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Day 10

Blanding, UT to Raton, NM

Where the Hell

Is My Rain Gear? 

 

Taos is just precious.
Blue meanies chase me down the mountain.

I started fairly early out of Blanding, even though the Loud Guys left before I did. I kept an eye out for deer. Even though it’s wide open country they have a way of appearing out of nowhere.

 

I backtracked down US 162, aiming for the four corners area, where I would turn east. East, the direction back home. I said this earlier, but even this far out, seeing those East markers is a little sad, knowing that every turn of the wheels takes me closer to home, closer to the end of the journey. I have a bad tendency to screw up my own vacations this way. Once again I resolved to shake it off and enjoy the trip.

 

I took State Road 262 off of 191, which connects to SR 162 after winding through some mountains and running a fair-sized flat, straight stretch. I had it to myself the whole time, but didn’t burn it up because I kept finding gravel in the corners and after the second or third time I felt that sickening slide-then-catch of the back tire, I slowed down. I didn’t see another car until I rejoined 162, which turns into 41 at the Colorado line. The sun was well up at this point. Ranch trucks and 18 wheelers dotted US 160, which I took south toward the Four Corners.

 

Four Corners of So What

 

In fifth grade social studies, we heard the story of our teacher’s trip to the Four Corners at least twice. It sounded cool – wow, you can stand at the juncture of four – four! – states, and big ones too. Forty years later, stung by my underwhelming visit to Carlsbad Caverns, I weighed whether to go. Once again my second-half-vacation pessimism reared its head. Why go? Who cares? I passed the Four Corners turnoff. But about 50 yards down the road I thought, come on, don’t be a dick.  I flipped a U-turn and went back.

 

I turned down the Four Corners road. Up ahead I saw some kind of gate. You had to pay admission. Of course you did. I understand poverty and limited opportunity, but sorry, I’m not going to pay to see where four imaginary lines converge. This isn’t exactly the 38th parallel. Yeah, I had entered full-on Grouch Mode. Besides, how many people come this close and don’t bother? I had to be one of very few. I blew off The Corners and rode south across the corner of Arizona.

 

The tiny Navajo town of Teec Nos Pos, Arizona hosts the western terminus of US 64 and its intersection with US 160. Teec Nos Pos means “cottonwoods in a circle,” but the town left the trees behind years ago, moving a few miles north to wring whatever commerce they could from this lonely desert crossroads. I looked in vain for a “Begin” or “End” sign for US 64. A sad little scrum of government houses, a post office, and that was Teec Nos Pos.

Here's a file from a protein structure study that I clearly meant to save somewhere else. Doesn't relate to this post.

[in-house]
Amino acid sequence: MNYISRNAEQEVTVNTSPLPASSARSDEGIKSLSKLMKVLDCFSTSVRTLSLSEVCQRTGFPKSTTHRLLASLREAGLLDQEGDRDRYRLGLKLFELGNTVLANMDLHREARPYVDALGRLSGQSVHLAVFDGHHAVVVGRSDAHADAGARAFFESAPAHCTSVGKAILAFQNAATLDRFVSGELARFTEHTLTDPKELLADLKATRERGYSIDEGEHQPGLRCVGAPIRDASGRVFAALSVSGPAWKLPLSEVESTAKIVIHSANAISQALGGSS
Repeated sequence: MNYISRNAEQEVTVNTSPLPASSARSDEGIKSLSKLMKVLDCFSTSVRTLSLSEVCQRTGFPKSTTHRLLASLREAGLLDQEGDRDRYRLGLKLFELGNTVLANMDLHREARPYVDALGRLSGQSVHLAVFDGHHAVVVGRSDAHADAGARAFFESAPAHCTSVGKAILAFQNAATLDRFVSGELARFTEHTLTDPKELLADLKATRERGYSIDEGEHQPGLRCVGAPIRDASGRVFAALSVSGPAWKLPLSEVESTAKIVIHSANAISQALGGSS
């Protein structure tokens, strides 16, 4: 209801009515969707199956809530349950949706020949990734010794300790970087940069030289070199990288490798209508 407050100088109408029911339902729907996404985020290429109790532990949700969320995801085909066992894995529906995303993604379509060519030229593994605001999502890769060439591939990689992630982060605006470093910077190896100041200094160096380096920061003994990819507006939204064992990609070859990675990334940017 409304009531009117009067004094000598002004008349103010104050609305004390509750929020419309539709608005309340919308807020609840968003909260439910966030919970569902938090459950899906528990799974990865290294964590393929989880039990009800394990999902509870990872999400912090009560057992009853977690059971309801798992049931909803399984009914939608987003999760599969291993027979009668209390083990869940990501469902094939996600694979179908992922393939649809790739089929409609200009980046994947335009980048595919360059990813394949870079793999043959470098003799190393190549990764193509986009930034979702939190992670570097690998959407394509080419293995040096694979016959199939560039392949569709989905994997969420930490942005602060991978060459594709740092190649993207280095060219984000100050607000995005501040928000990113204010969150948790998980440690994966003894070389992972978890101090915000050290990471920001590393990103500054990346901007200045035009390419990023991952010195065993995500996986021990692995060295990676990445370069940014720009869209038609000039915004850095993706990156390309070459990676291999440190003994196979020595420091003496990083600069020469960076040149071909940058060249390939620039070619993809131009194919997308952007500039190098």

The desert between Teec Nos Pos and Shiprock undulates mildly, but it’s mainly another road where the mind can wander, within reason. Greenery and hills appear near Shiprock, as the San Juan River snakes its way through the desert, roughly parallel to the road. The river-fed strip of greenery continues through Farmington and beyond. The desert is big, folks. I covered a lot of unremarkable space that looked just like the 50 miles behind me and the 50 miles ahead of me.

 

Then I noticed. The greenery looked thicker. And taller. Pretty soon I rode through the edge of  – could it be? – a forest of tall evergreens. Carson National Forest’s western section is a green island in the desert, separated from the main forest. After passing through it I endured one more desert session before climbing into the cool, green mountains. The temperature dropped and a few sprinkles hit my face shield, but it didn’t look much like rain. The road was a little wet though and I slipped briefly in a corner, afterwards imagining how long it would take to find me if I went off the edge.

 

The Rain Gear is Stupid, Not Me

 

Feeling cold, I stopped to put on another shirt and hook up the heated gloves. I had forgotten to keep an extra shirt in my top bag, so I had to undo everything and rummage through my duffel. Stoopid. Then I figured I'd get my rain jacket on. But I couldn't find it. Shit! I had left it somewhere along the way. It was kind of small anyway. I hadn't worn it earlier for that reason, figuring the rain would cut out as soon as I put it on. Well, nothing to do about it now. The temperature tumbled as I weaved up the mountain. Snow crowded the sides of the road, but thankfully no ice.

 

Obnoxious blue clouds greeted me at the summit and chased me down the other side, occasionally slapping me with ice-cold rain to teach me a lesson. Once again the heated gloves excelled. Amazing how heartening it is to have warm fingers that you can actually feel and bend. Works wonders for maintaining control.

 

I was glad to have the wet, curvy and steep road to myself. Riding down that mountain with an 18-wheeler on my butt would have sucked.  But other problems neared. Once I hit the desert floor, the blue clouds spread out to fill the sky and the wind strengthened. No shelter, natural or man made, presented itself. I didn’t want to be under the only tree for miles during a thunderstorm, but I didn’t want to be the only thing sticking up either. I had to keep going.